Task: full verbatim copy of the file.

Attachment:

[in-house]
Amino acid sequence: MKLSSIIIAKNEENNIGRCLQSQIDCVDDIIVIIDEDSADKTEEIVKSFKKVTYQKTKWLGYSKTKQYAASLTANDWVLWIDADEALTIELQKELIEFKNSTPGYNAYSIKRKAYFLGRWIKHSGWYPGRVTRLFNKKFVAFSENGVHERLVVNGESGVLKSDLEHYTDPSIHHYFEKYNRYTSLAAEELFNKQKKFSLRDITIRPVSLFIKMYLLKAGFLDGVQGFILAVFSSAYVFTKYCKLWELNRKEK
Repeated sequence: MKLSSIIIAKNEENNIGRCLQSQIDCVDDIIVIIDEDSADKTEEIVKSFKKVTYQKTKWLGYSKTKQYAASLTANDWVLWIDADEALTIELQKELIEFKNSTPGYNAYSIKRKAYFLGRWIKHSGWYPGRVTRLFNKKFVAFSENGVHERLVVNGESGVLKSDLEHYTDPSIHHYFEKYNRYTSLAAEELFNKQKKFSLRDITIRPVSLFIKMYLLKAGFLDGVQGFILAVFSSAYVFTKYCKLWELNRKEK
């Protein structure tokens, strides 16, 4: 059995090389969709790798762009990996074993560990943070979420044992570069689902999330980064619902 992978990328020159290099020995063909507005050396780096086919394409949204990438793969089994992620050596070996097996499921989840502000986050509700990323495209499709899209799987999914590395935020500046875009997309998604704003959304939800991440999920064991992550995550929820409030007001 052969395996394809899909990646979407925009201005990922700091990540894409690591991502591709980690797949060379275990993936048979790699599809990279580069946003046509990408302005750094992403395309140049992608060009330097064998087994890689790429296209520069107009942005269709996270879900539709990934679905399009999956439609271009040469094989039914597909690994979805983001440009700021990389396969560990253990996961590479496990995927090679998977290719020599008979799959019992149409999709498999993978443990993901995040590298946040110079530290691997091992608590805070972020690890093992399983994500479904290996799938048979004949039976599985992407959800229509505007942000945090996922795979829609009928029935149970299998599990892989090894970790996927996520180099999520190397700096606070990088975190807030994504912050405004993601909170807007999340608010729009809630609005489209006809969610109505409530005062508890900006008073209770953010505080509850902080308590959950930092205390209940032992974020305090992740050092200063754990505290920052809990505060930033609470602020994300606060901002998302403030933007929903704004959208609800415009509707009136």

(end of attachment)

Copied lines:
[in-house]
Amino acid sequence: MKLSSIIIAKNEENNIGRCLQSQIDCVDDIIVIIDEDSADKTEEIVKSFKKVTYQKTKWLGYSKTKQYAASLTANDWVLWIDADEALTIELQKELIEFKNSTPGYNAYSIKRKAYFLGRWIKHSGWYPGRVTRLFNKKFVAFSENGVHERLVVNGESGVLKSDLEHYTDPSIHHYFEKYNRYTSLAAEELFNKQKKFSLRDITIRPVSLFIKMYLLKAGFLDGVQGFILAVFSSAYVFTKYCKLWELNRKEK
Repeated sequence: MKLSSIIIAKNEENNIGRCLQSQIDCVDDIIVIIDEDSADKTEEIVKSFKKVTYQKTKWLGYSKTKQYAASLTANDWVLWIDADEALTIELQKELIEFKNSTPGYNAYSIKRKAYFLGRWIKHSGWYPGRVTRLFNKKFVAFSENGVHERLVVNGESGVLKSDLEHYTDPSIHHYFEKYNRYTSLAAEELFNKQKKFSLRDITIRPVSLFIKMYLLKAGFLDGVQGFILAVFSSAYVFTKYCKLWELNRKEK
């Protein structure tokens, strides 16, 4: 059995090389969709790798762009990996074993560990943070979420044992570069689902999330980064619902 992978990328020159290099020995063909507005050396780096086919394409949204990438793969089994992620050596070996097996499921989840502000986050509700990323495209499709899209799987999914590395935020500046875009997309998604704003959304939800991440999920064991992550995550929820409030007001 052969395996394809899909990646979407925009201005990922700091990540894409690591991502591709980690797949060379275990993936048979790699599809990279580069946003046509990408302005750094992403395309140049992608060009330097064998087994890689790429296209520069107009942005269709996270879900539709990934679905399009999956439609271009040469094989039914597909690994979805983001440009700021990389396969560990253990996961590479496990995927090679998977290719020599008979799959019992149409999709498999993978443990993901995040590298946040110079530290691997091992608590805070972020690890093992399983994500479904290996799938048979004949039976599985992407959800229509505007942000945090996922795979829609009928029935149970299998599990892989090894970790996927996520180099999520190397700096606070990088975190807030994504912050405004993601909170807007999340608010729009809630609005489209006809969610109505409530005062508890900006008073209770953010505080509850902080308590959950930092205390209940032992974020305090992740050092200063754990505290920052809990505060930033609470602020994300606060901002998302403030933007929903704004959208609800415009509707009136």